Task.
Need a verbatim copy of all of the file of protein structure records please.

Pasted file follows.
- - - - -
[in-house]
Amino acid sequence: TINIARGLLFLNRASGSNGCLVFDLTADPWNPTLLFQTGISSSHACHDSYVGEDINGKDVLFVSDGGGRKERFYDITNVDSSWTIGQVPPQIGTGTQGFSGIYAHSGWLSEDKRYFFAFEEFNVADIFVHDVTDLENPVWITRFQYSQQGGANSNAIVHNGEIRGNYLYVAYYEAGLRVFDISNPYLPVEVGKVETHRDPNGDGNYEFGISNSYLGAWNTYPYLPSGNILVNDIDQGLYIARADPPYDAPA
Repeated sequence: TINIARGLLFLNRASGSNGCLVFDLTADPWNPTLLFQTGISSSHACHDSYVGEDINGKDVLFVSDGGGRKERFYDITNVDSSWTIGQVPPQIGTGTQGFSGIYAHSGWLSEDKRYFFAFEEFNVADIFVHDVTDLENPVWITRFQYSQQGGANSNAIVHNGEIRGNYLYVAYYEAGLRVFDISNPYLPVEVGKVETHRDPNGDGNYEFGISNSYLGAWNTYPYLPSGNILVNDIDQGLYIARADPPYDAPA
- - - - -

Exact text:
[in-house]
Amino acid sequence: TINIARGLLFLNRASGSNGCLVFDLTADPWNPTLLFQTGISSSHACHDSYVGEDINGKDVLFVSDGGGRKERFYDITNVDSSWTIGQVPPQIGTGTQGFSGIYAHSGWLSEDKRYFFAFEEFNVADIFVHDVTDLENPVWITRFQYSQQGGANSNAIVHNGEIRGNYLYVAYYEAGLRVFDISNPYLPVEVGKVETHRDPNGDGNYEFGISNSYLGAWNTYPYLPSGNILVNDIDQGLYIARADPPYDAPA
Repeated sequence: TINIARGLLFLNRASGSNGCLVFDLTADPWNPTLLFQTGISSSHACHDSYVGEDINGKDVLFVSDGGGRKERFYDITNVDSSWTIGQVPPQIGTGTQGFSGIYAHSGWLSEDKRYFFAFEEFNVADIFVHDVTDLENPVWITRFQYSQQGGANSNAIVHNGEIRGNYLYVAYYEAGLRVFDISNPYLPVEVGKVETHRDPNGDGNYEFGISNSYLGAWNTYPYLPSGNILVNDIDQGLYIARADPPYDAPA